Global economic growth will slow this year, with the United States looking much improved but risks still to the downside as Europe’s financial markets remain fragile, the deputy managing director of the International Monetary Fund said on Monday.
Growth in emerging markets will be strong but the full impact of the slowdown in developed economies has yet to fully filter through to other regions, Zhu Min said at Credit Suisse's Asian Investment Conference in Hong Kong.
Recent U.S. economic data “look much improved,” although a key challenge is creating strong growth in a deleveraging environment, Zhu said.
“Number one, the global growth rate is slowing down. Number two, things are getting better. Number three, the risks are still on the downside,” he said.
Zhu, a former deputy governor of the Chinese central bank, was speaking a day after IMF Managing Director C hristine Lagarde said the global economy had stepped back from the brink and signs of stabilization were emerging.
He said China must rebalance its economy to encourage stronger domestic demand, and added the country’s exchange rate must move into a more flexible regime, echoing similar comments by Lagarde on Sunday.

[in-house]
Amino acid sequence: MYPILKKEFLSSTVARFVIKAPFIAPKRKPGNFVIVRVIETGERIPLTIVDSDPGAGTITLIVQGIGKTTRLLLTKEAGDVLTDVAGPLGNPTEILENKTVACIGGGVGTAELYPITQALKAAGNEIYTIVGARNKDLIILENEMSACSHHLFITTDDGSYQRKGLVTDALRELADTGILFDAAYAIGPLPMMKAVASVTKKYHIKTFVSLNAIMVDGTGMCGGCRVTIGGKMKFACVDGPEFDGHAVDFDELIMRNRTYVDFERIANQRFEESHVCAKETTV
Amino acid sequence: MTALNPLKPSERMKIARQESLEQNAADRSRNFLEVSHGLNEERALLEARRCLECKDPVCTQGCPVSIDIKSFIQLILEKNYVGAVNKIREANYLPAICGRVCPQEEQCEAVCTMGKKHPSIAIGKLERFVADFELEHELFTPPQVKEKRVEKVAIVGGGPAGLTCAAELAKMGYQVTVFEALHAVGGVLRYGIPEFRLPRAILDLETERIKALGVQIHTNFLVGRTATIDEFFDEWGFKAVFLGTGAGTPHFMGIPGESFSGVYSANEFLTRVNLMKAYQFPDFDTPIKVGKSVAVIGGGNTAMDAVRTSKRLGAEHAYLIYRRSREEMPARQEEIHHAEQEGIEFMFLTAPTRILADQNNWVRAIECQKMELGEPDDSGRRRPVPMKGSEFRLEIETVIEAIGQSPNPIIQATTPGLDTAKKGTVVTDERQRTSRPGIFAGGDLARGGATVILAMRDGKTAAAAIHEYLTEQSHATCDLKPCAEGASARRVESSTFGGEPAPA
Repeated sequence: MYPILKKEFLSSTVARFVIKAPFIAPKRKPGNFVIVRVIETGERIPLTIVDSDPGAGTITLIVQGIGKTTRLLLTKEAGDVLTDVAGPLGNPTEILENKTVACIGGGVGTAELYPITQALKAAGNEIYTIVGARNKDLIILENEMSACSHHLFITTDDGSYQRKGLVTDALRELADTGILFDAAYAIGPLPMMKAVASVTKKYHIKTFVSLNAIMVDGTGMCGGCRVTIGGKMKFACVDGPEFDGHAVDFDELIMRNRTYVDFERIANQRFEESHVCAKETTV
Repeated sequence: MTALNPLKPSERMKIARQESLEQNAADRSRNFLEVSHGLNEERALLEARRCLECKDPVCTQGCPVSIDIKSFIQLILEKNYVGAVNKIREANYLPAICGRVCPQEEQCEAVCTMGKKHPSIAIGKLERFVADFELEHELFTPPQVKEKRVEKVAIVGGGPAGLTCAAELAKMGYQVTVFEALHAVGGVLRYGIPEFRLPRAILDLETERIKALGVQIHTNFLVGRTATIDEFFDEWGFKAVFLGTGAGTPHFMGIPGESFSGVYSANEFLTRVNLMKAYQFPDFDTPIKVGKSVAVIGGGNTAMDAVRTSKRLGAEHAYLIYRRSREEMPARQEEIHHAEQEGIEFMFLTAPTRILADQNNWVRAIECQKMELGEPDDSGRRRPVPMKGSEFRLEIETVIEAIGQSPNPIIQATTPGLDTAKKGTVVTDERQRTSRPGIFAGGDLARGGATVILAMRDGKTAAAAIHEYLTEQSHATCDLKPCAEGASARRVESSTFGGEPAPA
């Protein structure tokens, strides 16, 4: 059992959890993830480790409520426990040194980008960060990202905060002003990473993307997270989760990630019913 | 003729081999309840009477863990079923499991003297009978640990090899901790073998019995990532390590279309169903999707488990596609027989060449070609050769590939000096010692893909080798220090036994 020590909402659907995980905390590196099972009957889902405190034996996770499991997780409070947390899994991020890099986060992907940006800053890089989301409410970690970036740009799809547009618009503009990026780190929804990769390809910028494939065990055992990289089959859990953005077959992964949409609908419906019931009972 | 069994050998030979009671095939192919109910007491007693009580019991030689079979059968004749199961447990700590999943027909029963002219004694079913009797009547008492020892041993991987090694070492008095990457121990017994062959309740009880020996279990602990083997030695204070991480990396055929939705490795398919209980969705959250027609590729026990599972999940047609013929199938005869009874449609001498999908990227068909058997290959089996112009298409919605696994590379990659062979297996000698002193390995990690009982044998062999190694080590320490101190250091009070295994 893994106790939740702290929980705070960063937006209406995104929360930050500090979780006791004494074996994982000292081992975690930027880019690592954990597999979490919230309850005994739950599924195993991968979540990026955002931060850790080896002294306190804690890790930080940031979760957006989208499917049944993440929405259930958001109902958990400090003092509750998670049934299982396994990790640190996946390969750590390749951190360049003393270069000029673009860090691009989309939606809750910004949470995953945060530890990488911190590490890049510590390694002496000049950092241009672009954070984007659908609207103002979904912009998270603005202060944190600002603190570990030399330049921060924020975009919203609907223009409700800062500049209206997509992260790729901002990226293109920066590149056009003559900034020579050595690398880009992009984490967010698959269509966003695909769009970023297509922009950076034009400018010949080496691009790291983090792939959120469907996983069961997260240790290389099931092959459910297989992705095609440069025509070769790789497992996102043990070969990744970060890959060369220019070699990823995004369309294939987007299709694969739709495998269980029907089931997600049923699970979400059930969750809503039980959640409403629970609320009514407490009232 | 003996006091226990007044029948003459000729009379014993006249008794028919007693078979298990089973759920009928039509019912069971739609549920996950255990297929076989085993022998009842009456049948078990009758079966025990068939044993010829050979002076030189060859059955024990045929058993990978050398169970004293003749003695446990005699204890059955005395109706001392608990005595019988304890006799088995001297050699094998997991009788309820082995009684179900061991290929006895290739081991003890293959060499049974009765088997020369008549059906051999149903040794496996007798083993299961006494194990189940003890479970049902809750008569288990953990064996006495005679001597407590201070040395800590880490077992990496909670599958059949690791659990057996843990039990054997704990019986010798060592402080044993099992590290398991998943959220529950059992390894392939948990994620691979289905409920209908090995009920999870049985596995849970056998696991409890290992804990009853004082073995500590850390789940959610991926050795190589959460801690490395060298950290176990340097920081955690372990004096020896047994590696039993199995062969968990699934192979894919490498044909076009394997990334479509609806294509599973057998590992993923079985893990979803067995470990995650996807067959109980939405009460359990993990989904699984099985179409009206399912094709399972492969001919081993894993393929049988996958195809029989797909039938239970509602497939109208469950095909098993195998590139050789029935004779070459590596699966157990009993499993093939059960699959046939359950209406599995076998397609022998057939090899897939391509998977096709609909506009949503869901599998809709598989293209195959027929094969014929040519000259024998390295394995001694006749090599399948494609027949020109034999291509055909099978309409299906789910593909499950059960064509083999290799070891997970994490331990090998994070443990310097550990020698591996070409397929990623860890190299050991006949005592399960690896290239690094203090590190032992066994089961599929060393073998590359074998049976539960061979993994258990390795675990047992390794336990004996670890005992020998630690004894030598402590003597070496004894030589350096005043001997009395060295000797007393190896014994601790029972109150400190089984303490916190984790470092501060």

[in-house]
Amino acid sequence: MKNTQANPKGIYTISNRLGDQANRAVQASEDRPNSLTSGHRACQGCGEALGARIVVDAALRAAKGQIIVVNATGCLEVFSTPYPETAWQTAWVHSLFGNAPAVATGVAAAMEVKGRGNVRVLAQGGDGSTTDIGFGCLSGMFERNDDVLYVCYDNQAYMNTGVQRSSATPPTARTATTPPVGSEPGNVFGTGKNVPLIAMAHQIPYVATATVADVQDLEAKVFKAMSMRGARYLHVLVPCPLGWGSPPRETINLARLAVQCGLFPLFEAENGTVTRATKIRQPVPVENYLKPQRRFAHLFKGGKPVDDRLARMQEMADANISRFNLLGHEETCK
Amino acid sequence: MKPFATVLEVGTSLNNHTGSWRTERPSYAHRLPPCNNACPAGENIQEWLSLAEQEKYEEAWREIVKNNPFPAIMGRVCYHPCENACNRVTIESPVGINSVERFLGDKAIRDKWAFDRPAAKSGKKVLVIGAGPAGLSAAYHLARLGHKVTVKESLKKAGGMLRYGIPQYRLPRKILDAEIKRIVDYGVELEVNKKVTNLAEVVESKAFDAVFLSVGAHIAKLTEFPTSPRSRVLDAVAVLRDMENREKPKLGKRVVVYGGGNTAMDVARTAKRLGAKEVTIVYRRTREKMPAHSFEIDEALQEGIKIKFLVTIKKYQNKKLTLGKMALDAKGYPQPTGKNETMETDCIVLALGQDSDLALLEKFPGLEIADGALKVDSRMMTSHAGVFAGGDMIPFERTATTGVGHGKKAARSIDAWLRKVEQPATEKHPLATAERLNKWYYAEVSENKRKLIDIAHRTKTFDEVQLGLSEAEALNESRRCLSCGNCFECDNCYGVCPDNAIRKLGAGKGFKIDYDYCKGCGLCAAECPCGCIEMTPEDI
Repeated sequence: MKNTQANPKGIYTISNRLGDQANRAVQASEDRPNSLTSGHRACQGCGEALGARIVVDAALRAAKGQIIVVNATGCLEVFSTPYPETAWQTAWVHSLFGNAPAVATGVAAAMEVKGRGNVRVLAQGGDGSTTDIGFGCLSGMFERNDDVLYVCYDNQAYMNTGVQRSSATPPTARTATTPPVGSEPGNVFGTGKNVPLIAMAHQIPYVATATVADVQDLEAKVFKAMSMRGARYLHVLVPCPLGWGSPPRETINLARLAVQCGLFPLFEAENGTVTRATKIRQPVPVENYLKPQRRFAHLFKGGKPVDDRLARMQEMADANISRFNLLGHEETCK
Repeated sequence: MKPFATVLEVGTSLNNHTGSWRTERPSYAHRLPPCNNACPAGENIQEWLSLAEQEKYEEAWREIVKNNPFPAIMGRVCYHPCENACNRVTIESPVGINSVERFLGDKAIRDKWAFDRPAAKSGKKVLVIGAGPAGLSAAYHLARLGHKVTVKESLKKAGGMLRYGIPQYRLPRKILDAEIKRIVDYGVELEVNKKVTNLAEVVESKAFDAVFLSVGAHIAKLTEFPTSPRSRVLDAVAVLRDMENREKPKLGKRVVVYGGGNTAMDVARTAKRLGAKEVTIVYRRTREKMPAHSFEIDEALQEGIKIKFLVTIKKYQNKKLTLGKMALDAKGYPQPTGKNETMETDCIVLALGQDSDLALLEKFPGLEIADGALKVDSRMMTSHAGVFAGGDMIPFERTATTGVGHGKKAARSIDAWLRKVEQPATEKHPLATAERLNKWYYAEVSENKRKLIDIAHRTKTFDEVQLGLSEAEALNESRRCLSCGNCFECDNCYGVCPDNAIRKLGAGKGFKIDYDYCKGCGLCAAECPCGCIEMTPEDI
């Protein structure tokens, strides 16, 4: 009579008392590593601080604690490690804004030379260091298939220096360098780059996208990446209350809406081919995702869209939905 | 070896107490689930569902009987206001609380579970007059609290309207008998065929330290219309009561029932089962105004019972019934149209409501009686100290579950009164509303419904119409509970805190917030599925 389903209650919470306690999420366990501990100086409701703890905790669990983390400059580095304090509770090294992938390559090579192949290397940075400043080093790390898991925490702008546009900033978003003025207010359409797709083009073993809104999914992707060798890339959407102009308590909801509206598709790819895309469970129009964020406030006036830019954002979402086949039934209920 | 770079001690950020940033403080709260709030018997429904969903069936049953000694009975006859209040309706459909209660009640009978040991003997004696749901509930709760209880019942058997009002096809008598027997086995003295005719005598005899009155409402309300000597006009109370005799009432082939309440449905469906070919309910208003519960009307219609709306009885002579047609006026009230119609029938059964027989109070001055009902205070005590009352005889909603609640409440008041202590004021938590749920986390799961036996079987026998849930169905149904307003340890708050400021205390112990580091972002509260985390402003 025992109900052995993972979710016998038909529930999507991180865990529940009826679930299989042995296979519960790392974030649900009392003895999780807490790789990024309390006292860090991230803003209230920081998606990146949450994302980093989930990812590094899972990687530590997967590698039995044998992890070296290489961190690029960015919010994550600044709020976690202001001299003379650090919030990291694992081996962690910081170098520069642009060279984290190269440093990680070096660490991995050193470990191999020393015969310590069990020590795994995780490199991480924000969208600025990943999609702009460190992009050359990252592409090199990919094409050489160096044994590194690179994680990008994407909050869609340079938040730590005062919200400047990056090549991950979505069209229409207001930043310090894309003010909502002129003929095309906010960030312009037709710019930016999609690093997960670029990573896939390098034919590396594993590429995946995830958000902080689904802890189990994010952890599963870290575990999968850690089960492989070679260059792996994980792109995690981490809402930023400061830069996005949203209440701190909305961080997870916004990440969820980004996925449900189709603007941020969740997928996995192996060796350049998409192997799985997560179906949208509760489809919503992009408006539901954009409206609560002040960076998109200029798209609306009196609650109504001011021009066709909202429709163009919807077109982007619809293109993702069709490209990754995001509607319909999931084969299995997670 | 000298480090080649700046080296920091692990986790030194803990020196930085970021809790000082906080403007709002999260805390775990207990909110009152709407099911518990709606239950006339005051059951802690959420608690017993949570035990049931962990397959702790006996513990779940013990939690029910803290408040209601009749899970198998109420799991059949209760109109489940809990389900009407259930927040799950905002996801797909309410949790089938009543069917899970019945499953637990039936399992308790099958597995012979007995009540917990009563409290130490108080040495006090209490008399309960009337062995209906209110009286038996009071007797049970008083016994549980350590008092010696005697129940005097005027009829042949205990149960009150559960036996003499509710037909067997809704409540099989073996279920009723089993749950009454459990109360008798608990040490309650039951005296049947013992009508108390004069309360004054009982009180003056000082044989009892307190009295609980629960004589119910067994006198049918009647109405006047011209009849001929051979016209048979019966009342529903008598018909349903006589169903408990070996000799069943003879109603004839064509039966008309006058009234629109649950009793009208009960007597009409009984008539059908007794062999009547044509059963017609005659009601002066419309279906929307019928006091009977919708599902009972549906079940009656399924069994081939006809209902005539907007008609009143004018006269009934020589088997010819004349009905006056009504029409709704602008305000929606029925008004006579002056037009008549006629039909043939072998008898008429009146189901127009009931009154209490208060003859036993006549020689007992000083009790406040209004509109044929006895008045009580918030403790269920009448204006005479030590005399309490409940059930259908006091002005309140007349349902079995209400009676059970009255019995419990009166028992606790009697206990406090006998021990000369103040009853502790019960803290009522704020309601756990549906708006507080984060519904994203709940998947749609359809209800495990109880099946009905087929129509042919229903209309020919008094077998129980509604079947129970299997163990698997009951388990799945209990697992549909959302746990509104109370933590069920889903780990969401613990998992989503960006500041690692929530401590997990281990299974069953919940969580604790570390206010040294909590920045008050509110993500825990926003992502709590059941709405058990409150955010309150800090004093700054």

Chinese Vice Premier Li Keqiang, also speaking at the weekend, said the world's second-largest economy cannot delay tough economic reforms and promised flexible policies to keep growth brisk and prices stable.
Zhu was appointed to the newly created deputy managing director post at the IMF in July, in a move aimed at recognizing China’s growing clout in the global economy.
The IMF has warned that China’s annual economic growth could be cut nearly in half this year if Europe’s debt crisis tips the world economy into a recession.
Zhu said economic trends and policy in China were pointing to a soft landing for China’s economy, which has been one of the few drivers of global growth in recent years.
“In Europe, the financial markets are still very fragile,” Zhu said. “There is no room for any mistake, any slip-up in the market.”
The IMF on March 15 approved a 28 billion euro bailout for Greece, warning Athens there was no room for missteps in implementing the economic program.
The latest 28 billion euro loan is part of a bigger IMF-EU bailout package after Greece agreed to a series of painful economic reforms, spending cuts and completing a debt swap that imposed losses of as much as 74 percent on private bondholders.